Dear Access member,
It’s a really slow news day today. There’s a lot going on, but maybe not so many people who want to talk about it — most of it is unpleasant.
Our word of the day is hostage (人质 rénzhì).
—Jeremy Goldkorn, Editor-in-Chief
Jacob Harlan, left, and Alyssa Petersen, right.
1. China takes two Americans
Voice of America reports:
Two Americans involved in a teaching exchange program in China have been detained near Shanghai for allegedly “illegally moving people across borders.”
Alyssa Petersen, who attended the Idaho campus of Brigham Young University from 2014 to 2017, has been arrested and detained in a Chinese jail outside Shanghai, according to social media posts by China Horizons, her employer, and her parents. After not hearing from her for weeks, her family discovered she had been arrested by Chinese police sometime around the end of September. Her employer Jacob Harlan, who owns China Horizons, was also reported detained.
The charges are “bogus, as she has been doing this for 8+ years with no issues,” the family stated.
Petersen is director of China Horizons, an English language program that provides a cultural experience for American college students who teach English in Chinese schools. She assisted Harlan in coordinating visas and travel arrangements, according to the company’s Facebook page.
Petersen is apparently a Mormon, and may have been engaged in missionary work.
The Washington Times (a highly partisan news source) says that “the timing of the arrests coincided with the arrest of a Chinese official in New York on visa fraud charges,” and that the detentions in Jiangsu “appear to be a Cold War-style hostage-taking.”
2. Dior joins the apology train
Jing Daily reports:
Dior has become the latest major brand to inflict damage upon itself in China after it revealed a map of the nation that did not include Taiwan. Despite apologizing on Chinese social media, experts suggest that the brand must issue a global statement, or risk being boycotted by Chinese consumers.
Yesterday, Dior presented a workshop at Zhejiang Gongshang University, showing a map that did not feature Taiwan. When a student in the audience questioned the missing feature the presenter stated that Taiwan was too small to be seen on the map. However, the student then pointed out that Hainan, which is much smaller than Taiwan, was featured.
BUSINESS AND TECHNOLOGY:
Will Chinese students stay away from American universities?
Colleges see declines in Chinese student enrollments / Inside Higher Ed
“After an unprecedented boom in Chinese undergraduate enrollments, universities see declines.”
POLITICS AND CURRENT AFFAIRS:
Cotton On and Target Australia stop buying cotton from Xinjiang over human rights concerns / ABC Australia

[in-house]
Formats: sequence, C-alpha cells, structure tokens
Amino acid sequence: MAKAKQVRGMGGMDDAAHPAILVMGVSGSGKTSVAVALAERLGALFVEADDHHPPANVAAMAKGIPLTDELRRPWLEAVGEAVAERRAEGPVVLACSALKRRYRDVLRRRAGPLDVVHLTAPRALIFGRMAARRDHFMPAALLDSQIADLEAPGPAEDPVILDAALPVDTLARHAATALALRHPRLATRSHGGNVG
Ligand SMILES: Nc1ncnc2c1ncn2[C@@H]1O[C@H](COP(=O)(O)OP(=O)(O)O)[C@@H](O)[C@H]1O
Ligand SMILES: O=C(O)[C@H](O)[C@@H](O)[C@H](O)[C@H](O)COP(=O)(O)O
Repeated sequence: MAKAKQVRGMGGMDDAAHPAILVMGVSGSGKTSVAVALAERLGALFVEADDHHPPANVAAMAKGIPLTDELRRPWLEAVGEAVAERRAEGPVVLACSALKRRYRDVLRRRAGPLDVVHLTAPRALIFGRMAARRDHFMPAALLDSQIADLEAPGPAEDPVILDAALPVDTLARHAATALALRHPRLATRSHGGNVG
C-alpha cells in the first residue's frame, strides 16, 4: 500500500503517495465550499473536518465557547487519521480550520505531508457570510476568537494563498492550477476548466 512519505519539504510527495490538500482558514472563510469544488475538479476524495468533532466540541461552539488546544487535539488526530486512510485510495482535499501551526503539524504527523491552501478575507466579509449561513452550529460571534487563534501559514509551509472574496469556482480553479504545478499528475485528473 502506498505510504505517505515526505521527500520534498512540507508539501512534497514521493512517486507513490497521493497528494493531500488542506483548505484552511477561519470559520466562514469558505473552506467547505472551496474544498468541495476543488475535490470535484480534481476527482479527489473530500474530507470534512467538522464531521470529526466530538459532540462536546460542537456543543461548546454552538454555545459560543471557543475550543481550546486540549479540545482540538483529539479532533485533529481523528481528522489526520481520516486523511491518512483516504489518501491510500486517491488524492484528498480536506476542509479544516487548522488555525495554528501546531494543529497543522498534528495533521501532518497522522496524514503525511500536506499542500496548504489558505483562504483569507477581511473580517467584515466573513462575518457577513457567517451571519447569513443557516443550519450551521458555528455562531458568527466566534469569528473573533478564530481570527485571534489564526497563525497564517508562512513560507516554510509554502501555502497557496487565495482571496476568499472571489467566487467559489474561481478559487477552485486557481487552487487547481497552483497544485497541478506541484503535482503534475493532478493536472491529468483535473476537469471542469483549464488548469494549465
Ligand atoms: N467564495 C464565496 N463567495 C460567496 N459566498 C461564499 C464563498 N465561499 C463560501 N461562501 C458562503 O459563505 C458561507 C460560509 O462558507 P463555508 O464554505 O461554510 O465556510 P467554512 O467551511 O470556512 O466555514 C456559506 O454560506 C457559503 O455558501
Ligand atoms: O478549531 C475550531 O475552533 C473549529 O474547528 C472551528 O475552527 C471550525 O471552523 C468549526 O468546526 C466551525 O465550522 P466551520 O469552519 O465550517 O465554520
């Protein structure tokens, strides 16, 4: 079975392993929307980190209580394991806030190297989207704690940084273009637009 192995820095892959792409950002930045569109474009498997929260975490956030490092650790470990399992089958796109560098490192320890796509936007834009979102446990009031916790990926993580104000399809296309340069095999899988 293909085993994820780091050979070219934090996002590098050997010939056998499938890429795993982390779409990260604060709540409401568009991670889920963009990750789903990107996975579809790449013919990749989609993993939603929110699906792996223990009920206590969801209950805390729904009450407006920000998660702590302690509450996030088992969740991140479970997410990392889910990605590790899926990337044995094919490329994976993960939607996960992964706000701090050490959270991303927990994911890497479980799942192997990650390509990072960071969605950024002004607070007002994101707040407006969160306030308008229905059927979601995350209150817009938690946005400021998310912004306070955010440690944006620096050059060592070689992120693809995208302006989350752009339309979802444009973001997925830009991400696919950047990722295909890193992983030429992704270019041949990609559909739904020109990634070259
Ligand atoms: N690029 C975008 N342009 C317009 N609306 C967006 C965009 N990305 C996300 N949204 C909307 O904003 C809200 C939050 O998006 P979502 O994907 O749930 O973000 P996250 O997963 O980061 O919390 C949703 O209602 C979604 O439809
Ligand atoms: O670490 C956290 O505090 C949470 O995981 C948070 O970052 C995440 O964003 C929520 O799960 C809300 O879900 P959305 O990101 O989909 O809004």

Cotton On and Target Australia have stopped sourcing cotton from China’s Xinjiang province due to concerns about mass human rights abuses there by Chinese authorities.
Cotton On Group completed an internal investigation into its supply chain after Four Corners revealed in July that Uyghur Muslims were being rounded up as part of a detention program and forced to work in textile factories in Xinjiang.
Four Corners also revealed that Target Australia was already conducting an internal review into where it sourced its cotton from in Xinjiang.
Hong Kong leader Carrie Lam says return of rent control and subsidies will be considered to alleviate hardships of the poor / SCMP
“Rent control regulations that have been put aside for years will be reconsidered together with rent subsidies in an upcoming study to alleviate hardships of the poor, Hong Kong leader Carrie Lam Cheng Yuet-ngo [林鄭月娥 Lín Zhèng Yuè’é] has said.”
Why the protests in Hong Kong may have no end in sight / NYT (porous paywall)
“Resolving the increasingly violent protests in Hong Kong will most likely fall to an influential group of Beijing’s local allies. The trouble: They don’t agree on much. The fissures raise the likelihood that unrest in Hong Kong could fester for months or even years. That could further hurt the city’s economy, create a constant headache for Beijing, and aggravate an already sore point between the United States and China.”
Southeast Asia hates the nine-dash line
Philippines’ top diplomat calls for cut to ‘Abominable’ over China map / Reuters
“The foreign minister of the Philippines called on Wednesday for a cut to a scene in DreamWorks’ animated film Abominable that shows China’s unilaterally declared ‘nine-dash line’ in the South China Sea.”
Malaysia orders China map cut from animated film Abominable as furore widens / Straits Times
SOCIETY AND CULTURE:
A history of chop suey / History Today
All about the most American Chinese dish.
FEATURED ON SUPCHINA
We watched South Park‘s ‘Band in China’ with Chinese nationals
South Park‘s 299th episode, “Band in China,” garnered near-universal acclaim in the U.S., but was soon banned in China. We wondered: What do Chinese nationals think of the episode, which satirizes Hollywood’s acquiescence to Chinese money and Chinese censorship? We gathered a small group to watch and react. Their responses may surprise you.
SINICA PODCAST NETWORK
Sinica Podcast: Live from Columbia: China tech triage with Samm Sacks
Samm Sacks, a Cybersecurity Policy and China Digital Economy Fellow at New America, speaks with Kaiser on Huawei’s nebulous role in the U.S.-China trade war, Beijing’s long march to technological self-reliance, and the growing U.S. Commerce Department Entity List. This episode was recorded live at the Columbia China and the World Forum 2019, on September 28, 2019, at Columbia University.